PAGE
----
Jewish Emptiness: Kavannot for Kol Nidrei

I created this set of kavannot statements and questions to accompany a close friend’s performance of Kol Nidrei. The pieces are meant to support thinking about the themes of that night as I see them. As a student of Zen Buddhism, it’s easy to feel the similarities between a Zen koan and the text of Kol Nidrei, both of which rely on contradictory or self-negating statements. Writing this piece has helped me appreciate a whole new dimension of the liturgy and the relationship between Judaism and other spiritual practices.

To be read before Kol Nidrei, either to oneself or aloud to the audience

  1. In the beginning there was everything. Then, that everything contracted so that there was space for something else. Emptiness was the first creation. What does it feel like to be empty?

  2. All torah is an imperfect human effort to understand and house this divine emptiness which was revealed to us at Sinai. What is the benefit of this effort and what are its disadvantages?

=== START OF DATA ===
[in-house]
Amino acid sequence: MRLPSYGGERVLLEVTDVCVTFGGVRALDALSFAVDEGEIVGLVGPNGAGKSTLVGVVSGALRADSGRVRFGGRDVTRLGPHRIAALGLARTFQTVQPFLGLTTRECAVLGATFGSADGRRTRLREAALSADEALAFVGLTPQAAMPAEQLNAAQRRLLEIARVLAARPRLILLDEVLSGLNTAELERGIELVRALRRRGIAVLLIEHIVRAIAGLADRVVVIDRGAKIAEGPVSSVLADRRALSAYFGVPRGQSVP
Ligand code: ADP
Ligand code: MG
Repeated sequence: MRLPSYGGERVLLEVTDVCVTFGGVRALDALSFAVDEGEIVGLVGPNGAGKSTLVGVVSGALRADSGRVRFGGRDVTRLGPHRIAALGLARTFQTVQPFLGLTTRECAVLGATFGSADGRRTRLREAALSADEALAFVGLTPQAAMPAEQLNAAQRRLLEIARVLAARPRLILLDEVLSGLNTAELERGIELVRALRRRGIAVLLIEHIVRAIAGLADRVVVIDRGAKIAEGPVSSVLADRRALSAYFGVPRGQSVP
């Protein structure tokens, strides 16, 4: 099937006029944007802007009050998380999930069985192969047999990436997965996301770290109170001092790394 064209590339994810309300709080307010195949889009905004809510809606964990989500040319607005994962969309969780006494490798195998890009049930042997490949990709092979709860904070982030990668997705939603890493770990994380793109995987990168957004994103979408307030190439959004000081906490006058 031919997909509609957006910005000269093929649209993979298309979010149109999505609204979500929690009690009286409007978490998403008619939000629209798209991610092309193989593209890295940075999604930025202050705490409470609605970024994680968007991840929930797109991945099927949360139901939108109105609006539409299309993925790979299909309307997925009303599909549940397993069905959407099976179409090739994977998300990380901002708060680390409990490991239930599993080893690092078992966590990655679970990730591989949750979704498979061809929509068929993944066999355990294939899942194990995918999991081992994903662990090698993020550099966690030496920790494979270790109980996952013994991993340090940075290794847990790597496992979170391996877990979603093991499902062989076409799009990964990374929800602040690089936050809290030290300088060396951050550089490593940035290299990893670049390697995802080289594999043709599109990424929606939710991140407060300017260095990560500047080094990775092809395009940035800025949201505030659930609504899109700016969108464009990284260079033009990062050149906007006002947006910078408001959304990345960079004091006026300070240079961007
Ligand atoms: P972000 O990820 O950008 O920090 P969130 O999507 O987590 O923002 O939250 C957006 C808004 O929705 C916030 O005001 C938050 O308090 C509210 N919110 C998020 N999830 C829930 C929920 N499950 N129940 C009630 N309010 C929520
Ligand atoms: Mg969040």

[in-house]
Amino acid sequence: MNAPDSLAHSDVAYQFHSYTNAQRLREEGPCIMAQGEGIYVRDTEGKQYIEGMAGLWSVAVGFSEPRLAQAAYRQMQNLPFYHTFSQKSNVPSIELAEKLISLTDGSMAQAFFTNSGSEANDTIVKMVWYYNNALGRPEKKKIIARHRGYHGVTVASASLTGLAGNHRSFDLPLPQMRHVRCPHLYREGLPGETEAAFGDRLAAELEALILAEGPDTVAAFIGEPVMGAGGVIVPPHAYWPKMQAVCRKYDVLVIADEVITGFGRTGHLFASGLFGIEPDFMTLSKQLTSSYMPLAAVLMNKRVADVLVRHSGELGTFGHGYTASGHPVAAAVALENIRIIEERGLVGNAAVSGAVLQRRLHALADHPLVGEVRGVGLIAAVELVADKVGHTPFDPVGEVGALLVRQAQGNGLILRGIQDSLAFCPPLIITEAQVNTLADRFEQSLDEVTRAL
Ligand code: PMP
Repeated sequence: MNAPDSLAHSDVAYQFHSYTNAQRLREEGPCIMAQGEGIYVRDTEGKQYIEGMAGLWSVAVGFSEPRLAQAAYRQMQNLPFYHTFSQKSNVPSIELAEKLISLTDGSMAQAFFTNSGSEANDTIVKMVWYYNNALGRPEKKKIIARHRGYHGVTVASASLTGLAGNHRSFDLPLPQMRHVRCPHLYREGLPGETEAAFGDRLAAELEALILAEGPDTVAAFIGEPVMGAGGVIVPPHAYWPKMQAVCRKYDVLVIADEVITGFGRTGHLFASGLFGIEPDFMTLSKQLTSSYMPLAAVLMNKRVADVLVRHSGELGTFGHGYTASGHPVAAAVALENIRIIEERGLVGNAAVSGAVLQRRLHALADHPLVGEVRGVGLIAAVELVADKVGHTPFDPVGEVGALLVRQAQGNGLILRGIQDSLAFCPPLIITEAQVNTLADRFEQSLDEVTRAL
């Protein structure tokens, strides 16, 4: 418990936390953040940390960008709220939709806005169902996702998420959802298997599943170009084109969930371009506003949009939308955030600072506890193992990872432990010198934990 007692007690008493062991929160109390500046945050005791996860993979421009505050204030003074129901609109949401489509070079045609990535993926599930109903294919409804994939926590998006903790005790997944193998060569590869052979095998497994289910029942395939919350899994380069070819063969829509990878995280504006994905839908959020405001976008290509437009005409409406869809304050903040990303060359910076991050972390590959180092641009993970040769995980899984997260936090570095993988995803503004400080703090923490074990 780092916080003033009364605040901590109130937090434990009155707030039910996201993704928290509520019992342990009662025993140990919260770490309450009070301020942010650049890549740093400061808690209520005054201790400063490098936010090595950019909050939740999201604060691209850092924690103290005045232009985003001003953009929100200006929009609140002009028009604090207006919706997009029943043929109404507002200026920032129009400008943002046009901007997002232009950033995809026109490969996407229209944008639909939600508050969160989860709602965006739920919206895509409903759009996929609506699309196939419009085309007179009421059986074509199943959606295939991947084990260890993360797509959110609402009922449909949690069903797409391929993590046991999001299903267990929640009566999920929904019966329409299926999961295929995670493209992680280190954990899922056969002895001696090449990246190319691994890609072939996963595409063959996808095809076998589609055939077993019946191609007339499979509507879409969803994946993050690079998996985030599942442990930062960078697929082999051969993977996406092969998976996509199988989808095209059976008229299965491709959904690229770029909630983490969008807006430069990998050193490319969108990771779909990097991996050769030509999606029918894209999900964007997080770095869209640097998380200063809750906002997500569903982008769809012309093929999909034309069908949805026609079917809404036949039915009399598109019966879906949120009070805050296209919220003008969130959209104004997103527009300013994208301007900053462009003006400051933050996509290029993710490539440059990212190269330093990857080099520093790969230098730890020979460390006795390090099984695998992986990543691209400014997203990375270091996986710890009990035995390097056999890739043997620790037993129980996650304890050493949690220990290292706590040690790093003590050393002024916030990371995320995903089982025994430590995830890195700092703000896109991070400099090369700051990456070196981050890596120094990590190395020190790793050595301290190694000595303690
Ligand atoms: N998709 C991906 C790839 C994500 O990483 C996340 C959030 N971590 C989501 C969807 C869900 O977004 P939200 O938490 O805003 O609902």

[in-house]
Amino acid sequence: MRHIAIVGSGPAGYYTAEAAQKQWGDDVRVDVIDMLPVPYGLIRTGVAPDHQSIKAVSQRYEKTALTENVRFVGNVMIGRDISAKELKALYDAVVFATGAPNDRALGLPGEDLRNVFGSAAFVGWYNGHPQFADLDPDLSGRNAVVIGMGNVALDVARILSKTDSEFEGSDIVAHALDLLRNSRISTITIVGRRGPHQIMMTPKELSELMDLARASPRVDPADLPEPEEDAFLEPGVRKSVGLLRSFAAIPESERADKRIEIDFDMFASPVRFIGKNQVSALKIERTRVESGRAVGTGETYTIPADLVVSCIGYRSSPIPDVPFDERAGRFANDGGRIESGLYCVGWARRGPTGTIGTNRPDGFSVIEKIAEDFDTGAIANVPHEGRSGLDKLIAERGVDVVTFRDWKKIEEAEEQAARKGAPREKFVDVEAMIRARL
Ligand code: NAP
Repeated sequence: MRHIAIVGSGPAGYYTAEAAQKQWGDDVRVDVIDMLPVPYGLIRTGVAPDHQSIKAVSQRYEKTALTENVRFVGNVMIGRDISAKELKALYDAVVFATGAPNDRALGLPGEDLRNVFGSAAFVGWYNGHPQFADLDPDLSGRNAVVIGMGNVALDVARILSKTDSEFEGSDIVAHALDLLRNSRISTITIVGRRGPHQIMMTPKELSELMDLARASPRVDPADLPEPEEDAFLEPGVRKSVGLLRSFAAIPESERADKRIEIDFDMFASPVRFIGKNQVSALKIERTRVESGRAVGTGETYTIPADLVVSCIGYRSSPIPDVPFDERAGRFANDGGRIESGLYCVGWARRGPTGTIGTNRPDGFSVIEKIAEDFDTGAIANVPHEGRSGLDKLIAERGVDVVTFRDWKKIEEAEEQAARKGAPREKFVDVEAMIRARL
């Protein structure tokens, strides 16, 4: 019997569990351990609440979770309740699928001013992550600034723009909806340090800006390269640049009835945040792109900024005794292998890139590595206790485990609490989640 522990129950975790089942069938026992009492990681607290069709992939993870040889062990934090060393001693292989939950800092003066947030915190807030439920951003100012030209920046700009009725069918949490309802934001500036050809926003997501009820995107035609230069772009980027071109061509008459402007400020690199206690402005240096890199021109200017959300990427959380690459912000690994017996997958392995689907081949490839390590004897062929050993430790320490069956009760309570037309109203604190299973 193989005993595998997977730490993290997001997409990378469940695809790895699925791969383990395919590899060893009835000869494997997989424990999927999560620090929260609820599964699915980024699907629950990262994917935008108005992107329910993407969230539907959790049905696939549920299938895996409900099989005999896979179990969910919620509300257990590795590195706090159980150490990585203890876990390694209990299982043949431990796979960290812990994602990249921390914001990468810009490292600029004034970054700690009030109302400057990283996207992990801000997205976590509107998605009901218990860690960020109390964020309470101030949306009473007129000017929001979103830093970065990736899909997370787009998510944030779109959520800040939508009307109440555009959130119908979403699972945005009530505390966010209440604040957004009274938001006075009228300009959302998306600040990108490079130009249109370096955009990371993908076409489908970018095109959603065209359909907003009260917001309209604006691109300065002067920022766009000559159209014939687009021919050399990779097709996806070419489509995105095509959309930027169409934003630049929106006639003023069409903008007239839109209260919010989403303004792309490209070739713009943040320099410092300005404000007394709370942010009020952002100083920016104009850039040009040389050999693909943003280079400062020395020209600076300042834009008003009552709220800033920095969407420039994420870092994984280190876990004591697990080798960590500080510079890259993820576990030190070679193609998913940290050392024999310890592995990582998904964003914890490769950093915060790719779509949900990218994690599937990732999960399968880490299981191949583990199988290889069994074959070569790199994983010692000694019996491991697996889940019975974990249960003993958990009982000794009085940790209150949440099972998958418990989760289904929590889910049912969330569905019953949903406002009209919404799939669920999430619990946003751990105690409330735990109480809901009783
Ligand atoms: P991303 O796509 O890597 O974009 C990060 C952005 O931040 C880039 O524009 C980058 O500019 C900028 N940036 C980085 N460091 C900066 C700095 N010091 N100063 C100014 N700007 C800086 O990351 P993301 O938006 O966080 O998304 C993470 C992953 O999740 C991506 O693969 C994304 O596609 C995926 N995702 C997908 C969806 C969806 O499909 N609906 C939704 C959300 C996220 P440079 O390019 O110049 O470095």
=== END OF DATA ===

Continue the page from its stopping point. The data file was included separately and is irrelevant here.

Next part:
3. Our prayer, the Shema, begins with the injunction to listen. In order to truly listen, we have to create space within ourselves, releasing our own toxic narratives about the world. What stories are living in you that block your listening?
  4. Only an act performed without desire for blessing or fear of punishment can be considered a mitzvah. When was the last time you acted in this way?
  5. On Yom Kippur, Kol Nidrei proclaims of our vows: “All of them are undone, abandoned, canceled, null and void, not in force, and not in effect. Our vows are no longer vows, and our prohibitions are no longer prohibitions, and our oaths are no longer oaths.” What is the role of negation in the journey toward holiness?
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